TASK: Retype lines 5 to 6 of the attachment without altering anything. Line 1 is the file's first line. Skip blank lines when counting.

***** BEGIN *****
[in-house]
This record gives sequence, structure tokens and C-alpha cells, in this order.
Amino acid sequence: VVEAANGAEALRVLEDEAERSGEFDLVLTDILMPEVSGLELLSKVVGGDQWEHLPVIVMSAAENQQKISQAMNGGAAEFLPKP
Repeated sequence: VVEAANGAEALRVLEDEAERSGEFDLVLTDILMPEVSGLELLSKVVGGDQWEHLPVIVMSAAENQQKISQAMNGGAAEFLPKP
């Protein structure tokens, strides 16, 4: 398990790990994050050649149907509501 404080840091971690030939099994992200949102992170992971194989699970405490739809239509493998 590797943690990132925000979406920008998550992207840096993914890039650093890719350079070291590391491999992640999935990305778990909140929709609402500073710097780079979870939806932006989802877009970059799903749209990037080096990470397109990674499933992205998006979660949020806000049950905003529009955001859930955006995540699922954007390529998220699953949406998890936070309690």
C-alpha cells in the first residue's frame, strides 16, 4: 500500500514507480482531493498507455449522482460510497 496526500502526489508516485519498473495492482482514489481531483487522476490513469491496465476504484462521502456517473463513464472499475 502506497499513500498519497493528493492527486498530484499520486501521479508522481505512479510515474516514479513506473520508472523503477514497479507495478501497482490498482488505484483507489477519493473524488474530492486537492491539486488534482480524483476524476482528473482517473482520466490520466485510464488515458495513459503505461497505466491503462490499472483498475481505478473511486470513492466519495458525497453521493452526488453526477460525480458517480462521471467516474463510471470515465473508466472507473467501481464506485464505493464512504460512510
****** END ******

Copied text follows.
């Protein structure tokens, strides 16, 4: 398990790990994050050649149907509501 404080840091971690030939099994992200949102992170992971194989699970405490739809239509493998 590797943690990132925000979406920008998550992207840096993914890039650093890719350079070291590391491999992640999935990305778990909140929709609402500073710097780079979870939806932006989802877009970059799903749209990037080096990470397109990674499933992205998006979660949020806000049950905003529009955001859930955006995540699922954007390529998220699953949406998890936070309690």
C-alpha cells in the first residue's frame, strides 16, 4: 500500500514507480482531493498507455449522482460510497 496526500502526489508516485519498473495492482482514489481531483487522476490513469491496465476504484462521502456517473463513464472499475 502506497499513500498519497493528493492527486498530484499520486501521479508522481505512479510515474516514479513506473520508472523503477514497479507495478501497482490498482488505484483507489477519493473524488474530492486537492491539486488534482480524483476524476482528473482517473482520466490520466485510464488515458495513459503505461497505466491503462490499472483498475481505478473511486470513492466519495458525497453521493452526488453526477460525480458517480462521471467516474463510471470515465473508466472507473467501481464506485464505493464512504460512510